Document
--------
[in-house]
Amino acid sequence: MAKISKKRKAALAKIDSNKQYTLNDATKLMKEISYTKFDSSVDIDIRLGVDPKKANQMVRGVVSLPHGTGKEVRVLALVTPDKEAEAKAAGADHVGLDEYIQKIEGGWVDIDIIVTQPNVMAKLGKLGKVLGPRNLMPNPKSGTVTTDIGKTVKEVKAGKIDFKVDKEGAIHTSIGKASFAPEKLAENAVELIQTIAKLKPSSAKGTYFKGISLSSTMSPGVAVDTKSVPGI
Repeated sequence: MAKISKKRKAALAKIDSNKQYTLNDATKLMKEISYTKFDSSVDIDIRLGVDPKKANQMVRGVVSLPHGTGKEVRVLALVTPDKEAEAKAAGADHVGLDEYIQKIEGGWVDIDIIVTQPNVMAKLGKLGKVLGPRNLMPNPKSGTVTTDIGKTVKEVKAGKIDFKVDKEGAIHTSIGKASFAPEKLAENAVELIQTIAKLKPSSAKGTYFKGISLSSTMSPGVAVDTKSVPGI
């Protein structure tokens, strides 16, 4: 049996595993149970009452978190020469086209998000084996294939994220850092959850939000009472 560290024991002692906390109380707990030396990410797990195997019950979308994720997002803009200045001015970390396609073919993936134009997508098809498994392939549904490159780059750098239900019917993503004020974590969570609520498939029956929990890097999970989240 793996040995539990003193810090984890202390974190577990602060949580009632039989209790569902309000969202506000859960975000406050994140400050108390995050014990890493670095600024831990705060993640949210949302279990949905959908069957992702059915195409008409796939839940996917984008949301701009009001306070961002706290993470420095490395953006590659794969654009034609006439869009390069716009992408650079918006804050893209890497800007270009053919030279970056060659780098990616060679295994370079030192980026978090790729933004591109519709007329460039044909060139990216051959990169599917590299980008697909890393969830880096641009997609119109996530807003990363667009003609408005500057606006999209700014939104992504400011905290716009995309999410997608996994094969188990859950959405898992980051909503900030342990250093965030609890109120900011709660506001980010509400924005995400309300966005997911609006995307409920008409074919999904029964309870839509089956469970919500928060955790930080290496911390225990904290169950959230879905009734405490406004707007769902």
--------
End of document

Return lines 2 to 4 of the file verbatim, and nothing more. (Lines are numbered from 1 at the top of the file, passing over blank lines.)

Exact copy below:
Amino acid sequence: MAKISKKRKAALAKIDSNKQYTLNDATKLMKEISYTKFDSSVDIDIRLGVDPKKANQMVRGVVSLPHGTGKEVRVLALVTPDKEAEAKAAGADHVGLDEYIQKIEGGWVDIDIIVTQPNVMAKLGKLGKVLGPRNLMPNPKSGTVTTDIGKTVKEVKAGKIDFKVDKEGAIHTSIGKASFAPEKLAENAVELIQTIAKLKPSSAKGTYFKGISLSSTMSPGVAVDTKSVPGI
Repeated sequence: MAKISKKRKAALAKIDSNKQYTLNDATKLMKEISYTKFDSSVDIDIRLGVDPKKANQMVRGVVSLPHGTGKEVRVLALVTPDKEAEAKAAGADHVGLDEYIQKIEGGWVDIDIIVTQPNVMAKLGKLGKVLGPRNLMPNPKSGTVTTDIGKTVKEVKAGKIDFKVDKEGAIHTSIGKASFAPEKLAENAVELIQTIAKLKPSSAKGTYFKGISLSSTMSPGVAVDTKSVPGI
């Protein structure tokens, strides 16, 4: 049996595993149970009452978190020469086209998000084996294939994220850092959850939000009472 560290024991002692906390109380707990030396990410797990195997019950979308994720997002803009200045001015970390396609073919993936134009997508098809498994392939549904490159780059750098239900019917993503004020974590969570609520498939029956929990890097999970989240 793996040995539990003193810090984890202390974190577990602060949580009632039989209790569902309000969202506000859960975000406050994140400050108390995050014990890493670095600024831990705060993640949210949302279990949905959908069957992702059915195409008409796939839940996917984008949301701009009001306070961002706290993470420095490395953006590659794969654009034609006439869009390069716009992408650079918006804050893209890497800007270009053919030279970056060659780098990616060679295994370079030192980026978090790729933004591109519709007329460039044909060139990216051959990169599917590299980008697909890393969830880096641009997609119109996530807003990363667009003609408005500057606006999209700014939104992504400011905290716009995309999410997608996994094969188990859950959405898992980051909503900030342990250093965030609890109120900011709660506001980010509400924005995400309300966005997911609006995307409920008409074919999904029964309870839509089956469970919500928060955790930080290496911390225990904290169950959230879905009734405490406004707007769902």